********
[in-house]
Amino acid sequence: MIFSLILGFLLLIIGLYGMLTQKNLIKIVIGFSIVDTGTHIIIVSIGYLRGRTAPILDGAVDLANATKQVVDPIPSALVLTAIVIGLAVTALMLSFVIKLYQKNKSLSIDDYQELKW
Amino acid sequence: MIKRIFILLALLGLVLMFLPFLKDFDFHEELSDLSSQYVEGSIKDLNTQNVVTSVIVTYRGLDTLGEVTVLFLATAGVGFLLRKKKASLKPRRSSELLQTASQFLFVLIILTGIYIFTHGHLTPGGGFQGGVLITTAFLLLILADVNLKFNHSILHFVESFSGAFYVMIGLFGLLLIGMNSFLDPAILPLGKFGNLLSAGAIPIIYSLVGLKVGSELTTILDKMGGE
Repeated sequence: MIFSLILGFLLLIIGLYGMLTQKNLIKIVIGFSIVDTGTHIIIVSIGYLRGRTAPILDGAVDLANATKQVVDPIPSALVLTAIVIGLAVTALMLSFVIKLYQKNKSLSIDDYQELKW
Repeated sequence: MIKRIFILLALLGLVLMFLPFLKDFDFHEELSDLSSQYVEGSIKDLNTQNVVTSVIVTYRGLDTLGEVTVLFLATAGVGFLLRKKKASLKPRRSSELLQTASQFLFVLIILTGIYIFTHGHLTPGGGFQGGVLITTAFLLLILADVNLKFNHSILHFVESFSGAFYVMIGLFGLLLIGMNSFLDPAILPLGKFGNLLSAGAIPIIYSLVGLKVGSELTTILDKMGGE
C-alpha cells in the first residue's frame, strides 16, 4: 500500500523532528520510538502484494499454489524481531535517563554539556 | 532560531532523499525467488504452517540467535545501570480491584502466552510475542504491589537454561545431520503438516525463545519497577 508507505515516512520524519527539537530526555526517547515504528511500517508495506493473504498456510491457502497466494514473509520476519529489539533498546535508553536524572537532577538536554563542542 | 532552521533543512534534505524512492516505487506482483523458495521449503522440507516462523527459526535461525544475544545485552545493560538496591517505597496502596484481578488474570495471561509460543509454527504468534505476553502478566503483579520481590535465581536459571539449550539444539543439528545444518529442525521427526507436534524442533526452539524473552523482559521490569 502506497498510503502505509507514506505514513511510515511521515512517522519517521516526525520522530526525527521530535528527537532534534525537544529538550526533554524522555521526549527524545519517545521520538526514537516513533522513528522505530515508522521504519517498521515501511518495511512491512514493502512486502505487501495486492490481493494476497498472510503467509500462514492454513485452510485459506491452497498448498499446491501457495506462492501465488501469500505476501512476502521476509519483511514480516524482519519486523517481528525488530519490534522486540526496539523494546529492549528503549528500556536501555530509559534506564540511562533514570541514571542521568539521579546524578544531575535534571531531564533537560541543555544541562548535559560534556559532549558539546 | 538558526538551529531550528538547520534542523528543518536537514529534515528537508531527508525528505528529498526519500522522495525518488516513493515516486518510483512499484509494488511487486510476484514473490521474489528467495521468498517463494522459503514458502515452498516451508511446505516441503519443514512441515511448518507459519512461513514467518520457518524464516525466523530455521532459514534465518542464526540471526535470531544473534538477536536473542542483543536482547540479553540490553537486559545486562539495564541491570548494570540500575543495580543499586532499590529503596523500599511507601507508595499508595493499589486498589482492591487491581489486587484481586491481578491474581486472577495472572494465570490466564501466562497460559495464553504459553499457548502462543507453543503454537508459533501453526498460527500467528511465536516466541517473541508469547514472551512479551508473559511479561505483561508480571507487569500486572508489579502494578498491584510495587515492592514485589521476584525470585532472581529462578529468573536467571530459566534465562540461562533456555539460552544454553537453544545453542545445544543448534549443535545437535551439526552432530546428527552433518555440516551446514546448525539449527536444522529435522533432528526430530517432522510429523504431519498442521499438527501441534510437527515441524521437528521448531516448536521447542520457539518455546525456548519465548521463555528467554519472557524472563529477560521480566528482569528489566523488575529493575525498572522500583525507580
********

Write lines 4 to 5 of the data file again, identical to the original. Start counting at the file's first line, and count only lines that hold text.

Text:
Repeated sequence: MIFSLILGFLLLIIGLYGMLTQKNLIKIVIGFSIVDTGTHIIIVSIGYLRGRTAPILDGAVDLANATKQVVDPIPSALVLTAIVIGLAVTALMLSFVIKLYQKNKSLSIDDYQELKW
Repeated sequence: MIKRIFILLALLGLVLMFLPFLKDFDFHEELSDLSSQYVEGSIKDLNTQNVVTSVIVTYRGLDTLGEVTVLFLATAGVGFLLRKKKASLKPRRSSELLQTASQFLFVLIILTGIYIFTHGHLTPGGGFQGGVLITTAFLLLILADVNLKFNHSILHFVESFSGAFYVMIGLFGLLLIGMNSFLDPAILPLGKFGNLLSAGAIPIIYSLVGLKVGSELTTILDKMGGE